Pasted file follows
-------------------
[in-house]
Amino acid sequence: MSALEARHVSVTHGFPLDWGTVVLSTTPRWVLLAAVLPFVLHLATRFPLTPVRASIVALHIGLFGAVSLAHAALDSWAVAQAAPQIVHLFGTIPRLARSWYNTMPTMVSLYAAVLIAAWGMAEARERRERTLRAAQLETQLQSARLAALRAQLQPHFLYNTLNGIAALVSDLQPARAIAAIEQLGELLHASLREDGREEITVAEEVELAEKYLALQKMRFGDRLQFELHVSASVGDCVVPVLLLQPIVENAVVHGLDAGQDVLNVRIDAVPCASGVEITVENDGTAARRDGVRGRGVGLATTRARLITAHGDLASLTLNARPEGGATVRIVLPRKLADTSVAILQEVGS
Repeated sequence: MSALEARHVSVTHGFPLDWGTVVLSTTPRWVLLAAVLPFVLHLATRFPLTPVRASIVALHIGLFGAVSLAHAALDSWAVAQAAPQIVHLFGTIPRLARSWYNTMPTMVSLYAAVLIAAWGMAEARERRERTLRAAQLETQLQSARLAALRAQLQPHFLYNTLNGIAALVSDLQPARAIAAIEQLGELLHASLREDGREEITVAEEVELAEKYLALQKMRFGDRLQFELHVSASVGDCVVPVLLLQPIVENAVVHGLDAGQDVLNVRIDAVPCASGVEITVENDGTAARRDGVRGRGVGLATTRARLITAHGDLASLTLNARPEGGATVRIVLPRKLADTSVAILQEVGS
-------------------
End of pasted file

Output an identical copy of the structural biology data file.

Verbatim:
[in-house]
Amino acid sequence: MSALEARHVSVTHGFPLDWGTVVLSTTPRWVLLAAVLPFVLHLATRFPLTPVRASIVALHIGLFGAVSLAHAALDSWAVAQAAPQIVHLFGTIPRLARSWYNTMPTMVSLYAAVLIAAWGMAEARERRERTLRAAQLETQLQSARLAALRAQLQPHFLYNTLNGIAALVSDLQPARAIAAIEQLGELLHASLREDGREEITVAEEVELAEKYLALQKMRFGDRLQFELHVSASVGDCVVPVLLLQPIVENAVVHGLDAGQDVLNVRIDAVPCASGVEITVENDGTAARRDGVRGRGVGLATTRARLITAHGDLASLTLNARPEGGATVRIVLPRKLADTSVAILQEVGS
Repeated sequence: MSALEARHVSVTHGFPLDWGTVVLSTTPRWVLLAAVLPFVLHLATRFPLTPVRASIVALHIGLFGAVSLAHAALDSWAVAQAAPQIVHLFGTIPRLARSWYNTMPTMVSLYAAVLIAAWGMAEARERRERTLRAAQLETQLQSARLAALRAQLQPHFLYNTLNGIAALVSDLQPARAIAAIEQLGELLHASLREDGREEITVAEEVELAEKYLALQKMRFGDRLQFELHVSASVGDCVVPVLLLQPIVENAVVHGLDAGQDVLNVRIDAVPCASGVEITVENDGTAARRDGVRGRGVGLATTRARLITAHGDLASLTLNARPEGGATVRIVLPRKLADTSVAILQEVGS